Space should be the domain of science, with intelligent drones as human proxies.

Why though? Space is awesome, we should get out and colonize. Being on Earth is no fun.

 

Lol come on Jakob, you know I slow clap the real intention behind your words. 


'Force always attracts men of low morality' - Einstein
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#34
Jakob

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Should add by space travel I am referring to the upcoming recreational industry as planned by Musk/Branson etc.

Space should be the domain of science, with intelligent drones as human proxies.

Why though? Space is awesome, we should get out and colonize. Being on Earth is no fun.

 

Come on Jakob, you know I slow clap the real intention behind your words.  Or do you actually have legitimate reasons lol. 

 

What?


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#35
_SputnicK_

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I do not believe that intelligent civilizations in our galaxies are likely to exist. I make this assumption based off the following:

1) If an civilization becomes sufficiently advanced, it will develop technology that approaches light speed (or if in the realm of physics, FTL)

2) At this point, it is beneficial for said civilization to utilize this technology to conquer and utilize all the available resources around it (i.e. planets for land, stars for energy, black holes for antimatter, ect)

3) If this continues, at some point the entire galaxy will be colonized (in the case of the milky way galaxy, this would take 100,000 years at light speed)

 

With these assumptions, our entire galaxy should be colonized. If there exists even ten intelligent civilizations in our entire galaxy, why hasn't even one attempted to colonize all of the space around it? Shouldn't we have heard from them by now? While humans have only existed the last 100,000 years, our galaxy is almost 13.8 billion years old. From a statistical standpoint, its seems the height of folly that we should be the first. Yet that's exactly where the evidence points us.

 

There are, of course, potential solutions to this problem. It is possible that intelligent species do not wish to utilize the energies of all the stars in its galaxy, but prefers to stay confined. Or, perhaps, intelligent species choose to "hibernate" until the galaxy is colder, allowing their technology to run much faster.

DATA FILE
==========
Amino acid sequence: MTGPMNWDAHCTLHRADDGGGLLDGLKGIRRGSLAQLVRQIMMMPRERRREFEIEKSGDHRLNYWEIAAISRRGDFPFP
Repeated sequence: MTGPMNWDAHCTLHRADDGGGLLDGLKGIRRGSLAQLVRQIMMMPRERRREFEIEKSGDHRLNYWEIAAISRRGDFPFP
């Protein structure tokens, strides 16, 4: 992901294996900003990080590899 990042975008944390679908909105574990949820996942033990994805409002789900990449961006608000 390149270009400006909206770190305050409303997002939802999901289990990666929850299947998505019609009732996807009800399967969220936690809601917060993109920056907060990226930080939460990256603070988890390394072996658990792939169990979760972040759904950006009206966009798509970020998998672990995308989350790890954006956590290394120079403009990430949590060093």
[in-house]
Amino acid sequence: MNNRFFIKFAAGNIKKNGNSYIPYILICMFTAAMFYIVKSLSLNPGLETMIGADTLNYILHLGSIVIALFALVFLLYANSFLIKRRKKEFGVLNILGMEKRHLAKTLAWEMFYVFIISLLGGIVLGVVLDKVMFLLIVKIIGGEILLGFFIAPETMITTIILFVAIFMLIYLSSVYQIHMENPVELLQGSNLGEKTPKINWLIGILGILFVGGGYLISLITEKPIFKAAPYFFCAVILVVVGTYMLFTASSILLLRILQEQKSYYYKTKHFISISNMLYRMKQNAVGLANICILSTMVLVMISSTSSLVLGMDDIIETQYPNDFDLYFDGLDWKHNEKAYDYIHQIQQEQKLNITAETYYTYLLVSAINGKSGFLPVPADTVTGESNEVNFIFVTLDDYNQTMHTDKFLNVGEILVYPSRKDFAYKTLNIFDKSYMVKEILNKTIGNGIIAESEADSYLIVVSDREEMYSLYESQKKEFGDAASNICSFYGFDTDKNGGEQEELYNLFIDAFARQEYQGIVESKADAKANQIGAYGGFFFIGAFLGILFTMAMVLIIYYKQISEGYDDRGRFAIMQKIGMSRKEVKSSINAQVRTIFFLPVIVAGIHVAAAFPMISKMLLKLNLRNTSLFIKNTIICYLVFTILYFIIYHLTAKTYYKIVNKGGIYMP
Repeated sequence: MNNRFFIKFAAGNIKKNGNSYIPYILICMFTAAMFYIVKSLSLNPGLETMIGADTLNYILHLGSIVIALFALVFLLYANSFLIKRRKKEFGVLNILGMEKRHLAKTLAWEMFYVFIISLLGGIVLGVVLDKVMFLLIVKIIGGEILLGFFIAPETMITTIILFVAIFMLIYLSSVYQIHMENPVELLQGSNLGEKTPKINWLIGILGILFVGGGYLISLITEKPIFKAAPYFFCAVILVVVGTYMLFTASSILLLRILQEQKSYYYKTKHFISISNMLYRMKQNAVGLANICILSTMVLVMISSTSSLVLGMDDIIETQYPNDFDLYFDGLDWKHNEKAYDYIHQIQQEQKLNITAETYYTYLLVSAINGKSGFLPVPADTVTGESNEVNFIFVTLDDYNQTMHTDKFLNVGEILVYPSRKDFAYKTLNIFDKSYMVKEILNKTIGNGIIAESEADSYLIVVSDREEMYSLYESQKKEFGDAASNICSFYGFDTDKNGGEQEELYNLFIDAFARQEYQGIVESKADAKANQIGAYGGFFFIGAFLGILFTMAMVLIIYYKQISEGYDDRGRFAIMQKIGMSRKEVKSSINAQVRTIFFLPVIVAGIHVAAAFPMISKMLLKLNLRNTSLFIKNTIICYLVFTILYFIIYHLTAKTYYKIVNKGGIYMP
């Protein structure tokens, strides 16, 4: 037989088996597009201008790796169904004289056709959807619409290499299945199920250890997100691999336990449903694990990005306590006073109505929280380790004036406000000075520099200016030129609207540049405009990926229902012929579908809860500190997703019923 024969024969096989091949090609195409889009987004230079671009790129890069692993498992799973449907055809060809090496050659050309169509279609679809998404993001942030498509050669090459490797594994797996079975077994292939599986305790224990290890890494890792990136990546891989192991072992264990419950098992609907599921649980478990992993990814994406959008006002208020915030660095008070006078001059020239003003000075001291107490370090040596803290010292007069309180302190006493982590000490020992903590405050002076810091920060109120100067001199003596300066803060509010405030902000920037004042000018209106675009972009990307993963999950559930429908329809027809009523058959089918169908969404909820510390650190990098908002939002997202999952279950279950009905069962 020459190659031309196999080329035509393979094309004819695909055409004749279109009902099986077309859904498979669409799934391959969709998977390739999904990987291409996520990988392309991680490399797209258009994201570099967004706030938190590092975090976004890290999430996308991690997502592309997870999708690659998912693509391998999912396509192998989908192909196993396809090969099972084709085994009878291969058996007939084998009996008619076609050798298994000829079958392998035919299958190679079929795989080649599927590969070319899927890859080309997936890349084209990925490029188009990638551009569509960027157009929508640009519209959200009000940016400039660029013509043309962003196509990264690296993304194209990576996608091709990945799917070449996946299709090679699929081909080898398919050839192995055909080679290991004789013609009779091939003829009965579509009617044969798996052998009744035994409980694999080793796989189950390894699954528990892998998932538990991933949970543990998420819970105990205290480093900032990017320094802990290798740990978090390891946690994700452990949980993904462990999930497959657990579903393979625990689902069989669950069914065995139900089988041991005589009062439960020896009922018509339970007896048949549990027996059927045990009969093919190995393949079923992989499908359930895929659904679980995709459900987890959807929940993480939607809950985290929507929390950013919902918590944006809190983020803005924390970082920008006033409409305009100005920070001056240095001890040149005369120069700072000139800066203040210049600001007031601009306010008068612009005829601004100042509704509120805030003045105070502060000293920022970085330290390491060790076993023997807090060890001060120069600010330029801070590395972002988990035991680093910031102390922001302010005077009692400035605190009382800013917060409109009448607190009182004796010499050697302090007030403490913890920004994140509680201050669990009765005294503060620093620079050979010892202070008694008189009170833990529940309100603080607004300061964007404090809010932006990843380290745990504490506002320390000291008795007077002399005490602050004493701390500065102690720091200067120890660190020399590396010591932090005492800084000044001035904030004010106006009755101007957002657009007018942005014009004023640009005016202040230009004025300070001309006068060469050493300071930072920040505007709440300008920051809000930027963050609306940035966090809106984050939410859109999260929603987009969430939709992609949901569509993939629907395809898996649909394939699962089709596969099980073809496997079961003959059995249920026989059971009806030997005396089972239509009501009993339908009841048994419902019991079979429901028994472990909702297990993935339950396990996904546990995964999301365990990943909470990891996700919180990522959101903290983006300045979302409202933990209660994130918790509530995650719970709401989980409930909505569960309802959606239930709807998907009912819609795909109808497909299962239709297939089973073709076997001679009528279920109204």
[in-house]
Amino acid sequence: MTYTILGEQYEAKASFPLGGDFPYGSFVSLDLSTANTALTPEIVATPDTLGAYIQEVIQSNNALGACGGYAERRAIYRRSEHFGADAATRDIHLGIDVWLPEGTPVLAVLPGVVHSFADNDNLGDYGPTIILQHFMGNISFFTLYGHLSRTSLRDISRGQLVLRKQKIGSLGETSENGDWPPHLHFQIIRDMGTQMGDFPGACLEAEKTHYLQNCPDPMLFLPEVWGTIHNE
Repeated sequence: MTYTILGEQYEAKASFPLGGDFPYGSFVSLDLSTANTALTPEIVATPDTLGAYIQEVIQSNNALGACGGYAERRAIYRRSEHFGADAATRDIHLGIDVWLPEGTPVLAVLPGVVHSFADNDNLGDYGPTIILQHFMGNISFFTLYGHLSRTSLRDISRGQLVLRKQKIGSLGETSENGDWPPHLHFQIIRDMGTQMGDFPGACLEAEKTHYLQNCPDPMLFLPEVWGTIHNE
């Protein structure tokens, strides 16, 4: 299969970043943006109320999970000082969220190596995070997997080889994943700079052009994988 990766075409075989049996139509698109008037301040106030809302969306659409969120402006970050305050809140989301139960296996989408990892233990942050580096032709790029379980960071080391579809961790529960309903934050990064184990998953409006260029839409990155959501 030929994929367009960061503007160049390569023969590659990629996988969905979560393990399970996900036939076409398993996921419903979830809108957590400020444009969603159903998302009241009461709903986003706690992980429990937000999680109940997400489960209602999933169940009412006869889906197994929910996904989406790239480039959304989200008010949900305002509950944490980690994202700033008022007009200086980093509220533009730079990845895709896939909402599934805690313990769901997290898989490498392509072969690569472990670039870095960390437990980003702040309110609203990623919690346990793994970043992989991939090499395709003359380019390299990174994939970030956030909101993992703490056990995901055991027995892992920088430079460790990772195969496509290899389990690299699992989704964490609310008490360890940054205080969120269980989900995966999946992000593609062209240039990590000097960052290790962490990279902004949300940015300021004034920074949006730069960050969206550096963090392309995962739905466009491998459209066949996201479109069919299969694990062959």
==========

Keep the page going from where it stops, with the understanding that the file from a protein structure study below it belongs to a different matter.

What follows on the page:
I find it more likely, however, that we are alone in this galaxy. It could be because of a "great filter", which lies in front or behind us, or it could be because intelligent life evolving is an exceedingly rare event. Or both. Whatever the case, one cannot ignore the results so far: despite our best attempts at communication, the universe has remained silent. 


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Artificial intelligence will reach human levels by around 2029.

Follow that out further to, say, 2045, we will have multiplied the intelligence, the human biological machine intelligence of our civilization a billion-fold.
-Ray Kurzweil


#36
BasilBerylium

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or it could be because intelligent life evolving is an exceedingly rare event.

Maybe they are developing at our pace (supposing only humanoid civilizations exist).



#37
_SputnicK_

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or it could be because intelligent life evolving is an exceedingly rare event.

Maybe they are developing at our pace (supposing only humanoid civilizations exist).

 

That again, is statistically an unlikely event. According to the "cosmic calendar" analogy: if the Big Bang took place on January 1, then the advent of humans is mapped to December 31 at midnight. 


Artificial intelligence will reach human levels by around 2029.

Follow that out further to, say, 2045, we will have multiplied the intelligence, the human biological machine intelligence of our civilization a billion-fold.
-Ray Kurzweil


#38
Unity